Skiing on the local closed mountains?
17 posts
10 users
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mikeh
March 17, 2008
Member since 03/17/2008 🔗
3 posts
Has anyone ever hiked or skinned up one of the local hills after they have closed? I was thinking skinning up Whitetail one morning this week for some exercise and of course the ski down.
skier219
March 17, 2008
Member since 01/8/2005 🔗
1,318 posts
I did last year at Wintergreen, around the first week of April I think. Still plenty of snow, and it was fun, but be on the lookout for crevasses in the snow base, sun cups, running water, and other hazards. It's amazing how fast the snow surface degrades when it's not maintained. And then there are the usual assortment of bare spots, etc. On one slope, they had actually plowed the snow base aside, presumably to get maintenance vehicles through or something.

I got in 6-7 runs on 2-3 trails, some on strips of snow no wider than 3-4 feet in spots. I saw a few workers that smiled and waved at me, but at the end of the afternoon when I was skinning out to my car, a couple maintenance workers freaked out when they saw me, then radioed someone and had a long dialog that was obviously about me! I saw a security truck a short while later, when I was already on my way home. So I'm not planning on going there again without checking with someone first, and asking permission. My guess is that they probably don't allow it for liability issues, which I can understand, but I had no illusions that anyone else was taking a risk other than myself.

Timberline does let people hit the trails after they close. I may head up there instead this year, especially if we get a storm after they close. I was hoping for a solid April snowfall last year, but we never got one. We haven't gotten any big snowfall this season really, so it may be even less likely for something to happen in April.
Ullr
March 17, 2008
Member since 11/27/2004 🔗
531 posts
Let me know if you are going up. This is something I have always wanted to do. Maybe we can get a group together.
The Colonel - DCSki Supporter
March 17, 2008
Member since 03/5/2004 🔗
3,107 posts
Great first post! Welcome mikeh to DCSki. Tell us a little about yourself.
The Colonel \:\)
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Scott - DCSki Editor
March 17, 2008
Member since 10/10/1999 🔗
1,142 posts
I would be careful doing this. Whitetail (and other resorts) are private property and if they're in a bad mood, they could have you arrested for trespassing. There are definitely liability concerns at play here. There are still plenty of resorts open, so it's not too late to ski without trespassing. ;\)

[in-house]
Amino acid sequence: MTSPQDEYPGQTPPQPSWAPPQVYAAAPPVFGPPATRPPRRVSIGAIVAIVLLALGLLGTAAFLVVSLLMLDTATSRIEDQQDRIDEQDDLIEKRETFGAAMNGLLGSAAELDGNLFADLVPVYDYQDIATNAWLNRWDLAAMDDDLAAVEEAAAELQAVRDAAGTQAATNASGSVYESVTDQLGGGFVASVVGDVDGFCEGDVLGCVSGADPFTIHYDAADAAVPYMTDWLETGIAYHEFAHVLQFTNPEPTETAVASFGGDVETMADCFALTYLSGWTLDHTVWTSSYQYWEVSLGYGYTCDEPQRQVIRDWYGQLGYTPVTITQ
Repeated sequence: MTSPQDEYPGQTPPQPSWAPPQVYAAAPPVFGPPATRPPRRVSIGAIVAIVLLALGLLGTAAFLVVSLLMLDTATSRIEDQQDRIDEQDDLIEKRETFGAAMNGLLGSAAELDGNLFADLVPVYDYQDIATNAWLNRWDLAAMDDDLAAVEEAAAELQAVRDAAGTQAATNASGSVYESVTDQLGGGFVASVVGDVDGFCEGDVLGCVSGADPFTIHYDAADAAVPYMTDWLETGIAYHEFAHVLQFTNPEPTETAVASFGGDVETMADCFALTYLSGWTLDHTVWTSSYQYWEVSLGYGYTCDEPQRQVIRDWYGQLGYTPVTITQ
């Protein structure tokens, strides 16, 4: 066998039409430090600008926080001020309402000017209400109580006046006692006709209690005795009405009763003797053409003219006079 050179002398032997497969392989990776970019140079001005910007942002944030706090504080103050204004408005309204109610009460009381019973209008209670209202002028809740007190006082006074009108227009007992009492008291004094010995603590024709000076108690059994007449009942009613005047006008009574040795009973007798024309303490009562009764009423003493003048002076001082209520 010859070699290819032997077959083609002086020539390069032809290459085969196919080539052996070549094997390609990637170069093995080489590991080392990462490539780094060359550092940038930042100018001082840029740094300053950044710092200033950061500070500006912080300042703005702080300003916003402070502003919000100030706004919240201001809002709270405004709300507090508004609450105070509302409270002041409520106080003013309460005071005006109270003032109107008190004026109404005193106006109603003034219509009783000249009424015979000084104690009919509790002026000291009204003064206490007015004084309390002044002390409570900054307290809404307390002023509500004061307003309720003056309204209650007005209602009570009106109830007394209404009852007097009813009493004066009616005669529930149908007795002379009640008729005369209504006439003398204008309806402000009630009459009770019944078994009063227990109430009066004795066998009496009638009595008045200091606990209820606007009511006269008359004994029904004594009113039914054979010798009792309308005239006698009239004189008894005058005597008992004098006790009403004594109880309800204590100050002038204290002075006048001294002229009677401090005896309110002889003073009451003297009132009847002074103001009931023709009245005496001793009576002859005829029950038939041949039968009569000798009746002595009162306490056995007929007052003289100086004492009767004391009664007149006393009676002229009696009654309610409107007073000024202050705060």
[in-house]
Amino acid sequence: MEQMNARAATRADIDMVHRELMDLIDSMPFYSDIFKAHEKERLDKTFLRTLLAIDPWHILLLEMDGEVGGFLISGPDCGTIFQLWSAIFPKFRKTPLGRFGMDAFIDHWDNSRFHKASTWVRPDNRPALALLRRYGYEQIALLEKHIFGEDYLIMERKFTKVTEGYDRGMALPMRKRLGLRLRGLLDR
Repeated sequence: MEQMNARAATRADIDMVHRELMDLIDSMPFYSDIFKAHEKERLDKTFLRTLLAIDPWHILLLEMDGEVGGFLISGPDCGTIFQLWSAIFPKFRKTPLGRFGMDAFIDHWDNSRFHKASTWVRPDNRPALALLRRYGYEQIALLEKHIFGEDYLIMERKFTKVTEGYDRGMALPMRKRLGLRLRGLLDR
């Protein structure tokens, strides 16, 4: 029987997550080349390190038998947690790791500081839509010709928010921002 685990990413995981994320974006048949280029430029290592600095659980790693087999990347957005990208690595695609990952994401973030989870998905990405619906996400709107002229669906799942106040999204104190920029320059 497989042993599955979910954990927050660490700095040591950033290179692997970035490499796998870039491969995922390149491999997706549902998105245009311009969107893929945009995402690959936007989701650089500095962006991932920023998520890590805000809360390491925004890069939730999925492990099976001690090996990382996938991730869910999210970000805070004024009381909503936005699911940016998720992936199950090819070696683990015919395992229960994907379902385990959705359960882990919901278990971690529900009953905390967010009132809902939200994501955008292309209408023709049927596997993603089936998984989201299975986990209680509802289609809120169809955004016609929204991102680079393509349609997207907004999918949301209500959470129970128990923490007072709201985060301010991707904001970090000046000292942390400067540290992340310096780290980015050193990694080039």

Roger Z
March 17, 2008
Member since 01/16/2004 🔗
2,181 posts
 Quote:
Whitetail (and other resorts) are private property


...ah, the benefits of ski resorts that lease their lands from the Forest Service...
lbotta - DCSki Supporter
March 17, 2008
Member since 10/18/1999 🔗
1,527 posts
Mmmm... I think regardless, as long as the ski run is part of the leased land, the resort can prosecute. Liability concerns are indeed quite a player. Thoughts?

I do go down hiking to the lake with my Black Lab, Thunder, after the slopes close and take advantage of the solace to play ball with him, as well as give him a good swim.
kwillg6
March 18, 2008
Member since 01/18/2005 🔗
2,034 posts
Lou, good point. I have hiked several mountains and even truck skiied at a few. My question... what's the difference between a hiker in the summer or a hiker or skinner in the winter/spring who chooses to make a few turns? I've had my XC kids run trails at Canaan and T-line in the summer and fall as have others. Just because there's snow on the mountain, does that present a different liability issue or is it the skiing?
Roger Z
March 18, 2008
Member since 01/16/2004 🔗
2,181 posts
If they want to play that way, you might be right. But a lot of ski areas I've been to (like Cooper a few weeks ago) brag about "second season". They have to shut down because the lease runs out, but people are free to telemark, snowmobile, or find any other way they can to get up and down the ski hill and surrounding terrain as long as there's still snow on the ground. Big Mountain in Montana (maybe not snowmobiles, I'm not sure, but you're free to tele) has the same policy. Some of the other resorts are big enough that they're probably not checking their farthest flung terrain all that often for poachers.